More Than Just A Number: Blood Pressure and Heart Disease

Two senior women are walking outdoors for exercise. Before you step out onto the tennis court, give that tennis ball a good squeeze. That’s how hard your heart has to work to pump blood through your body. Heart rate and blood pressure are two of primary vitals that are recorded and tracked during a physician’s exam. Blood pressure is the pressure of circulating blood on the walls of blood vessels. It’s normal for blood pressure to rise and fall throughout the day. However, when blood pressure rises and stays high for a long time, that’s called high blood pressure, or hypertension. High blood pressure is a serious condition that raises a person’s risk for heart attack, stroke, and kidney and heart failure.

Highs and Lows

Normal blood pressure numbers can vary for each person, especially if they have a health condition or take medication that can affect their blood pressure. As of December 2017, the American Heart Association recommends the following five ranges for healthy and unhealthy blood pressure*:

  • Normal: Systolic is less than 120mm Hg and diastolic is less than 80mm Hg
  • Prehypertension: Systolic is 120-129 or diastolic is less than 80
  • High blood pressure (hypertension) stage 1: Systolic is 130-139 or diastolic is 80-89
  • High blood pressure (hypertension) stage 2: Systolic is 140 or higher or diastolic is 90 or higher
  • Hypertensive crisis (call 911 for emergency care): Systolic is higher than 180 or diastolic is higher than 120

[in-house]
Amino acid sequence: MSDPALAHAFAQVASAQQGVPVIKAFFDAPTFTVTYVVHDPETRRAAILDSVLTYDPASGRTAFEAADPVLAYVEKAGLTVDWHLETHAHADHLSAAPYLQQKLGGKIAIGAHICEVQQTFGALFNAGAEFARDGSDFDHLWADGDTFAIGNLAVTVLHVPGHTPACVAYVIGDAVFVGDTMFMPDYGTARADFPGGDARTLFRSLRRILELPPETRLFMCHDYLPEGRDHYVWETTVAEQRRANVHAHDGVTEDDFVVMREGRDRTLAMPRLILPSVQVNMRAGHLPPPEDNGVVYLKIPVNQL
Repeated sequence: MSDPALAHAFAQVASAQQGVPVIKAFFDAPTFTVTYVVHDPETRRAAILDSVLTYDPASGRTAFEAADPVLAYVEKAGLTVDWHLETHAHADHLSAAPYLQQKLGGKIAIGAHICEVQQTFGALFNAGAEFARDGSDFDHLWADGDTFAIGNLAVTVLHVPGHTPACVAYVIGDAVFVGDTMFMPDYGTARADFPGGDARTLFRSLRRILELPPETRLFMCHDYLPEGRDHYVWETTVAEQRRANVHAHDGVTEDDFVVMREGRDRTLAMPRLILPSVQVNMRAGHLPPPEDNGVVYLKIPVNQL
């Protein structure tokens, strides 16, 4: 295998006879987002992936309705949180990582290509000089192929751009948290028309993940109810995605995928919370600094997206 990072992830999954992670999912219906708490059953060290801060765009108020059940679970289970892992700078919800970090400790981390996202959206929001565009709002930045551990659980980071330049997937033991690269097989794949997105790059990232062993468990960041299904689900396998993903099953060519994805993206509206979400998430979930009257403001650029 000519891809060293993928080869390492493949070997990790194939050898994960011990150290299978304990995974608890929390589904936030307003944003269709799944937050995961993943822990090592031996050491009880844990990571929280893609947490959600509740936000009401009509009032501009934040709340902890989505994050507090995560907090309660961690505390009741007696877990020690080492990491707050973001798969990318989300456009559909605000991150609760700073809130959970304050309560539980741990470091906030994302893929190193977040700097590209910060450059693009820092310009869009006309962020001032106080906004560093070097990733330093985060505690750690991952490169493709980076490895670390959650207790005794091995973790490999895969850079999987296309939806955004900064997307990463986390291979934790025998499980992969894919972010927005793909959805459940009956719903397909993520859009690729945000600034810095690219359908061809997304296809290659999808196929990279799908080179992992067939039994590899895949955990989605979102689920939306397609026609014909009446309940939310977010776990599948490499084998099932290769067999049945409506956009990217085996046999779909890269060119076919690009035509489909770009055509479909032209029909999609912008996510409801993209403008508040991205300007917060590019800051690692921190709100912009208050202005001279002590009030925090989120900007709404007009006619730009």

Hypertension means that there is more resistance to the blood flow. This is a sign that the heart is working too hard to pump blood through your circulatory system because of narrow or blocked arteries. Blood pressure numbers should be tracked and recorded regularly to get an accurate diagnosis.

Currently, heart disease is one the leading causes of death in the United States. However, there are steps that can be taken to lower your blood pressure, which will reduce your risk of developing heart disease. In addition to keep your blood pressure in check, consider doing the following:

  • Maintaining a healthy diet
  • Staying active and maintaining a healthy weight
  • Stop smoking

Track Your Numbers

Looking to keep better track of your blood pressure? Visit your local Publix pharmacy for a free health screening at BayCare HealthHub. Create an account, so you can track your results and share with your physician. BayCare offers a variety of ways for you to keep track of your health, including health events and lectures.

*There is considerable controversy about blood pressure ranges. You should speak with your physician about what your optimal blood pressure range should be.